Pumpkin is a plump, nutritious orange vegetable, and a highly nutrient dense food. It is low in calories but rich in vitamins and minerals, all of which are also in its seeds, leaves, and juices.
Pumpkin is a variety of squash that people often think of as a traditional Halloween decoration or a Thanksgiving pie filling. However, the flesh of the pumpkin plant provides a range of health benefits outside of popular festivities.
There are many ways to incorporate pumpkin into desserts, soups, salads, preserves, and even as a substitute for butter.
This Medical News Today Knowledge Center feature is part of a collection of articles on the health benefits of popular foods.
Here, we examine the many benefits of pumpkins, provide a nutritional breakdown, and look at ways to include pumpkin in a healthful diet.
Pumpkin has a range of fantastic benefits, including being one of the best-known sources of beta carotene.
Beta carotene is a powerful antioxidant that gives orange vegetables and fruits their vibrant color. The body converts any ingested beta carotene into vitamin A.
Consuming foods with high volumes of beta carotene may have the
- reducing the risk of developing certain types of cancer
- offering protection against asthma and heart disease
- decreasing the risk of age-related macular degeneration
Many studies have suggested that eating more plant foods, such as pumpkin, decreases the risk of obesity and overall mortality. It can also help a person avoid diabetes and heart disease, promote a healthy complexion and hair, increase energy, and a healthy body mass index (BMI).
Research has demonstrated the following health benefits:
Regulating blood pressure
High blood pressure is a risk factor for cardiovascular disease (CVD). Typically, reducing sodium intake involves eating meals that contain little or no salt.
According to the National Institutes of Health (NIH) Office of Dietary Supplements, consuming more potassium may also
More research is necessary to confirm the effects of pumpkin consumption on stroke and CVD risk.
Reducing the risk of cancer
Preventing and controlling diabetes
Including pumpkin in the diet may help people control diabetes and their blood sugar levels.
Although the study did not involve humans, the research shows some potential for these plant compounds to limit type 2 diabetes.
Due to their impact on blood sugar, scientists may be able to rework them into an antidiabetic medication, though
Protects against age-related eye problems
Pumpkins contain a wealth of antioxidants. Vitamin C, vitamin E, and beta carotene support eye health and prevent degenerative damage in older adults.
The National Eye Institute conducted
The results showed that high doses of vitamin C, vitamin E, and beta carotene had links to a significantly reduced risk of age-related macular degeneration.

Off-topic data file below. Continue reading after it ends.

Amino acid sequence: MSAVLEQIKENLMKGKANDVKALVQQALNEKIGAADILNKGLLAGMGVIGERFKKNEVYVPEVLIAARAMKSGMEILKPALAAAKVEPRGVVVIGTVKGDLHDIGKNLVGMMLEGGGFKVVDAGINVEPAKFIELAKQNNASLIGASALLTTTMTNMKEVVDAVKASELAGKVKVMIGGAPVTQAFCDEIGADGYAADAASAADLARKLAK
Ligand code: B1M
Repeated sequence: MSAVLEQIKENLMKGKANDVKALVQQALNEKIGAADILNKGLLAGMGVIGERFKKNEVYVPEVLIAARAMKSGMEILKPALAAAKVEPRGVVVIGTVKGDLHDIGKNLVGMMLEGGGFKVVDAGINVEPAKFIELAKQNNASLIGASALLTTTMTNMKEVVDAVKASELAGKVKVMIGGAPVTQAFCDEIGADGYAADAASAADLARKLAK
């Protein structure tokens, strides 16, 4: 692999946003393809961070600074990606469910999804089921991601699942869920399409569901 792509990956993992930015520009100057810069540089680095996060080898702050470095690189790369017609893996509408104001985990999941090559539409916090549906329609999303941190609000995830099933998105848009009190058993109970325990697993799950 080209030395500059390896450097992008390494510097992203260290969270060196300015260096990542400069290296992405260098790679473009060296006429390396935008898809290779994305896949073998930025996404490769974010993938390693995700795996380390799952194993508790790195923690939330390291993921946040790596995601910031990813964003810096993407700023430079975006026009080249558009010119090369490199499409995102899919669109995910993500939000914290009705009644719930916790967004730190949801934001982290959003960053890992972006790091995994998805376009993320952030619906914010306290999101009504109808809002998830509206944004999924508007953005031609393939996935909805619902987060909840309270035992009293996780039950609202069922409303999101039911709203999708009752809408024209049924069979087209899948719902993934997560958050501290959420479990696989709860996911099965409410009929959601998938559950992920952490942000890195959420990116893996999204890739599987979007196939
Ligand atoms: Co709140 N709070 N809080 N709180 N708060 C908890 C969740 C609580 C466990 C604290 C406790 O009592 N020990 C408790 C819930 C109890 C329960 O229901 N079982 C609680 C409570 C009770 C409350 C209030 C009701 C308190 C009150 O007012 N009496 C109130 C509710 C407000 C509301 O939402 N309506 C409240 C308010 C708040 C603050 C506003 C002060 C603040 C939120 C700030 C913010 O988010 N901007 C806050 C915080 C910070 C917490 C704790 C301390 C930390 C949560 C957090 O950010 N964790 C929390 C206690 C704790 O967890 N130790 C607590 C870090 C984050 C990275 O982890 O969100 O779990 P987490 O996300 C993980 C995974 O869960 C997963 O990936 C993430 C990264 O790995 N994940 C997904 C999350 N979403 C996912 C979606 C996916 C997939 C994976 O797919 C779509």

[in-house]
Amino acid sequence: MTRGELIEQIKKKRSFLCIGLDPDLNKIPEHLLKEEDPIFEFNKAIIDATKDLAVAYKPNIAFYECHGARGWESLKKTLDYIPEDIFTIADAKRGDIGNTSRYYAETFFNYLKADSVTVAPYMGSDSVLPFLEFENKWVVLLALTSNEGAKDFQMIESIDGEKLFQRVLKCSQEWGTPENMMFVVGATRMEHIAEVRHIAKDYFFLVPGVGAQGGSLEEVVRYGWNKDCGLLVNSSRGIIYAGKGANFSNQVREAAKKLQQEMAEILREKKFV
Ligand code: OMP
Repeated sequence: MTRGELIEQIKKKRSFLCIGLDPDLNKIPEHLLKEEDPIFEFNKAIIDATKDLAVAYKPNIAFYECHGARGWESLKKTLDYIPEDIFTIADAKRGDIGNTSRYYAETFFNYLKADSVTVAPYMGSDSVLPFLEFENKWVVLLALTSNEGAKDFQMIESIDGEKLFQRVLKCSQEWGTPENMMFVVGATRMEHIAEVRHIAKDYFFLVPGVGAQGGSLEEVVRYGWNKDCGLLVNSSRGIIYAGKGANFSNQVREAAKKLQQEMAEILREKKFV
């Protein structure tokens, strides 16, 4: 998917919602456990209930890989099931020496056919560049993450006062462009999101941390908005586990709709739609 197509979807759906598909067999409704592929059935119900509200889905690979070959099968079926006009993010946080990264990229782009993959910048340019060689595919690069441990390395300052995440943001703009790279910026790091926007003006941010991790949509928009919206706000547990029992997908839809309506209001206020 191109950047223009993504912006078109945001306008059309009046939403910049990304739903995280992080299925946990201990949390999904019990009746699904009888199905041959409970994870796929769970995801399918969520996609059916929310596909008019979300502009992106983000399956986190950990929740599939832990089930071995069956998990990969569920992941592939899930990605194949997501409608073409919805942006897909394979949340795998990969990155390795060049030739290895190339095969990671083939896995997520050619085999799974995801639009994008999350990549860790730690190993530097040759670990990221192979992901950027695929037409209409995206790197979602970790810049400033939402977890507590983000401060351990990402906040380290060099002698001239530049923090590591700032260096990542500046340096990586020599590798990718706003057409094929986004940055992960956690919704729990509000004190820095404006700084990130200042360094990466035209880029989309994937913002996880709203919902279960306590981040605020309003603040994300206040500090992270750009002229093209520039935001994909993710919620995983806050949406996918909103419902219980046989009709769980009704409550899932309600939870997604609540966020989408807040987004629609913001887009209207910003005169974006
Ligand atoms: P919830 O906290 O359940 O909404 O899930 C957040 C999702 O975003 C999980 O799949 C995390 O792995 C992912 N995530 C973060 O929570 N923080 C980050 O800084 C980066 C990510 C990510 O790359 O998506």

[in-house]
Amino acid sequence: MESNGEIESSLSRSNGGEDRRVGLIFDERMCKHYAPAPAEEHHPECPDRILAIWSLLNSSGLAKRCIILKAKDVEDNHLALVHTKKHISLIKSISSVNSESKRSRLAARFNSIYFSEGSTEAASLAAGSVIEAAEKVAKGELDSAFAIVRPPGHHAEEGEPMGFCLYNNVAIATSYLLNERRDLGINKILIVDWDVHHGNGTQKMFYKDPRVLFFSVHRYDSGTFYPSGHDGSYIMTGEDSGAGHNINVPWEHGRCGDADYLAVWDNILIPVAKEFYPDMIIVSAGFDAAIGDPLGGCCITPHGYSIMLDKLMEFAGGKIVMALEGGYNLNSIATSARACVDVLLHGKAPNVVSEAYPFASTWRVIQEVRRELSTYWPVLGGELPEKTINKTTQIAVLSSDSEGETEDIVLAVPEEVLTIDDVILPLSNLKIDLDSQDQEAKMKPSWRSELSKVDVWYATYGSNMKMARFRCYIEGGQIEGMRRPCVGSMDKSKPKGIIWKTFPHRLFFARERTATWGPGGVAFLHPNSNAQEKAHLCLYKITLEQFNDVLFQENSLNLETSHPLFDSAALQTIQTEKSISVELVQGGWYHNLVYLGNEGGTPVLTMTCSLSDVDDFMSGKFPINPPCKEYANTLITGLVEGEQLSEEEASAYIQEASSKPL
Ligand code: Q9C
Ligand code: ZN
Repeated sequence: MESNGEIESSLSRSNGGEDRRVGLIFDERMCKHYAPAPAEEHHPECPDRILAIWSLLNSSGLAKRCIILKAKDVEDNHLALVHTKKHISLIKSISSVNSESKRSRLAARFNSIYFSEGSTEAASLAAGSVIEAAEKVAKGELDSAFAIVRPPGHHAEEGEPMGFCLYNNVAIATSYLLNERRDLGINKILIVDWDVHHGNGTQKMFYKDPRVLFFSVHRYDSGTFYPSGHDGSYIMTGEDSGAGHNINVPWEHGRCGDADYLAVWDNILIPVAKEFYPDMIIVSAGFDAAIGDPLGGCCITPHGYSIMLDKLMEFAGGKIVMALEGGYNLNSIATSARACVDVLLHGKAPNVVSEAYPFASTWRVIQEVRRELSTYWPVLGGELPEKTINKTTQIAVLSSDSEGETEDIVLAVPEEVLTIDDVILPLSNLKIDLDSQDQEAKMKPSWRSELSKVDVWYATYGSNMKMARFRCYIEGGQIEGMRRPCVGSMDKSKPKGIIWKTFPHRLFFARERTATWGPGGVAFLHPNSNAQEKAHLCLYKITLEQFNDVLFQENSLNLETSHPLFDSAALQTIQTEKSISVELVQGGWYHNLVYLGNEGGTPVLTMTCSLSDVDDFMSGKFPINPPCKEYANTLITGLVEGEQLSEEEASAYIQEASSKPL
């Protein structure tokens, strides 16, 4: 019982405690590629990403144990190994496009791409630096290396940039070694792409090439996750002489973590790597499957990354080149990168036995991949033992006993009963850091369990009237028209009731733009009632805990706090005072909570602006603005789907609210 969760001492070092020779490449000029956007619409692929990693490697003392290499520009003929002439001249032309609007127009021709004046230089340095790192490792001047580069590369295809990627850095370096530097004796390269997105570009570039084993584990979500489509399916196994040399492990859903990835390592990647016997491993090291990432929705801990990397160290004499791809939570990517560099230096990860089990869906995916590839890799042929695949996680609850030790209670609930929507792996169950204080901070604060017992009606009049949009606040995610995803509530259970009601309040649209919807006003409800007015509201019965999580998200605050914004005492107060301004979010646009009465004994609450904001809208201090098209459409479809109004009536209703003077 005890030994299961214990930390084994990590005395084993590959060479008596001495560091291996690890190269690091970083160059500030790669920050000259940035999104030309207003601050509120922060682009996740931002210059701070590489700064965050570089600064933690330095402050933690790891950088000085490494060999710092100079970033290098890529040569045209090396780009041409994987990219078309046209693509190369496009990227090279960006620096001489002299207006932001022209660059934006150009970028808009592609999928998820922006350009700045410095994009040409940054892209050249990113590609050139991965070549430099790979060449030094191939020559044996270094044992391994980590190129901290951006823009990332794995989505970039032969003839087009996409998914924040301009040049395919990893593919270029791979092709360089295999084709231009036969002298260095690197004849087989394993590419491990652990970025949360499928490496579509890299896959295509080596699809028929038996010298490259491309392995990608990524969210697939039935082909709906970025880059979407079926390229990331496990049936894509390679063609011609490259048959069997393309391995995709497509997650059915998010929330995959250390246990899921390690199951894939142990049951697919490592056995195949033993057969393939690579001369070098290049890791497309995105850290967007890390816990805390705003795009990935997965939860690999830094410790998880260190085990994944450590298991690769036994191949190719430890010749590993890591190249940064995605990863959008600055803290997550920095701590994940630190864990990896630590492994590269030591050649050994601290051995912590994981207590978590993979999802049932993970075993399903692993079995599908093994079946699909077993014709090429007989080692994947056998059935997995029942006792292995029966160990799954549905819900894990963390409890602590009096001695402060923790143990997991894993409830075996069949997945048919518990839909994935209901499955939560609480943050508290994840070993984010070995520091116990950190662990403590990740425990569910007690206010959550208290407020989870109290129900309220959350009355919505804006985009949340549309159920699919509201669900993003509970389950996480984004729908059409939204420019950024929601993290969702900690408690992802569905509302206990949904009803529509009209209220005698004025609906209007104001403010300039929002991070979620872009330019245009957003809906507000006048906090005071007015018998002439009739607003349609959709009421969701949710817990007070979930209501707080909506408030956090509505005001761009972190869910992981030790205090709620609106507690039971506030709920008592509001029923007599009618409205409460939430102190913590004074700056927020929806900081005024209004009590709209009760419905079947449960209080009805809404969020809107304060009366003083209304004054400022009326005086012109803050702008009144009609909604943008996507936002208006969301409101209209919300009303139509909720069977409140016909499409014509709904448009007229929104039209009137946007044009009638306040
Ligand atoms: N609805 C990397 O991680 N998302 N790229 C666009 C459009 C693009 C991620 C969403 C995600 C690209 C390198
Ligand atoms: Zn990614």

According to the United States Department of Agriculture’s FoodData Central database,
- 1.76 g of protein
- 2.7 g of fiber
- 49 calories (kcal)
- 0.17 g of fat
- 0 g of cholesterol
- 12 g of carbohydrate
Pumpkin also provides a range of essential vitamins and minerals, including:
- vitamin A
- vitamin C
- vitamin E
- vitamin B-6
- pantothenic acid
Pumpkins are a fantastic source of fiber. The recommended intake of fiber is between 25 g and 38 g per day for adults.
Fiber slows the rate of sugar absorption into the blood, promotes regular bowel movements, and smooths digestion. A healthful fiber intake can also help reduce the risk of colon cancer.
There are many ways people can eat more pumpkin. Preparing fresh pumpkin at home will deliver the most benefits for health, but canned pumpkin is also a great choice. Pumpkin retains many of its health benefits in the canning process.
People should steer clear of canned pumpkin pie mix for regular consumption. This is usually next to the canned pumpkin in grocery stores and is often in a similar can. It contains added sugars and syrups.
Canned pumpkin should have only one ingredient, which is pumpkin.
Although the variety of pumpkins that feature in the making of jack-o-lanterns is edible, it is best to cook with sweet or pie pumpkin varieties.
Make sure the pumpkin has a few inches of stem remaining. It should also be hard and heavy for its size. People can store uncut pumpkins in a cool, dark place for up to 2 months.
Here are some simple tips for including pumpkin in a healthful diet:
- Make your own pumpkin puree instead of buying canned.
- Use pumpkin puree or canned pumpkin in place of oil or butter in any baking recipe.
- Make a quick treat of pumpkin chocolate yogurt by combining Greek yogurt, pumpkin puree or canned pumpkin, honey, cinnamon, and cocoa powder.